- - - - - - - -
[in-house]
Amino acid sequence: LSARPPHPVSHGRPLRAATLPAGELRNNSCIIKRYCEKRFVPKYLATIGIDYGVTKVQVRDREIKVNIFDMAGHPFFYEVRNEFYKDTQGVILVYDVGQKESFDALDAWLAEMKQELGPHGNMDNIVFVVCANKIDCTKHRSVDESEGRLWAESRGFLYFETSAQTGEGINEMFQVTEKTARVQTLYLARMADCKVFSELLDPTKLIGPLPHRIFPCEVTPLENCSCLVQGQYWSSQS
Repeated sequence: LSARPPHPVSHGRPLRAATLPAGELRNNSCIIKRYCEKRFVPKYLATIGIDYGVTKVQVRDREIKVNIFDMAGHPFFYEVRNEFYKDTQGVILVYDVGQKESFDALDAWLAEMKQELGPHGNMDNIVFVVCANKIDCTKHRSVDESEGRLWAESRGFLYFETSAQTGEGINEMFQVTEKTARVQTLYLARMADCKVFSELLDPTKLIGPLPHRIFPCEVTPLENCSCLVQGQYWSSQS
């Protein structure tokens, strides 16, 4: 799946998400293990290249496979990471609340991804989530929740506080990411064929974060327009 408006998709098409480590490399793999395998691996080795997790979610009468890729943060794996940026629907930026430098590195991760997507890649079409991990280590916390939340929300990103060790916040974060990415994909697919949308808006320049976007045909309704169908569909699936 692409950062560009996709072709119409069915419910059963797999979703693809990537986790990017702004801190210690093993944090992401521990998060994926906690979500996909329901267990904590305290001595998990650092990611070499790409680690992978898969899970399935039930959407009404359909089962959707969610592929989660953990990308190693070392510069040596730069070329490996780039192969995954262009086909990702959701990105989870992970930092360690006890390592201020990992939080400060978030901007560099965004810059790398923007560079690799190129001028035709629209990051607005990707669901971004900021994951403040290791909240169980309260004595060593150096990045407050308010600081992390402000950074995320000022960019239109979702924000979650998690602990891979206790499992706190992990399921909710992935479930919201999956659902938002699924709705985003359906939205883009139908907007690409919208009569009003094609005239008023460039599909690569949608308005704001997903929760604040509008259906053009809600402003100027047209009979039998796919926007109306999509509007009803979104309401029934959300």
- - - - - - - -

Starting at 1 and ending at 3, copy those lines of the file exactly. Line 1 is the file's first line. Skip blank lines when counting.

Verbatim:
[in-house]
Amino acid sequence: LSARPPHPVSHGRPLRAATLPAGELRNNSCIIKRYCEKRFVPKYLATIGIDYGVTKVQVRDREIKVNIFDMAGHPFFYEVRNEFYKDTQGVILVYDVGQKESFDALDAWLAEMKQELGPHGNMDNIVFVVCANKIDCTKHRSVDESEGRLWAESRGFLYFETSAQTGEGINEMFQVTEKTARVQTLYLARMADCKVFSELLDPTKLIGPLPHRIFPCEVTPLENCSCLVQGQYWSSQS
Repeated sequence: LSARPPHPVSHGRPLRAATLPAGELRNNSCIIKRYCEKRFVPKYLATIGIDYGVTKVQVRDREIKVNIFDMAGHPFFYEVRNEFYKDTQGVILVYDVGQKESFDALDAWLAEMKQELGPHGNMDNIVFVVCANKIDCTKHRSVDESEGRLWAESRGFLYFETSAQTGEGINEMFQVTEKTARVQTLYLARMADCKVFSELLDPTKLIGPLPHRIFPCEVTPLENCSCLVQGQYWSSQS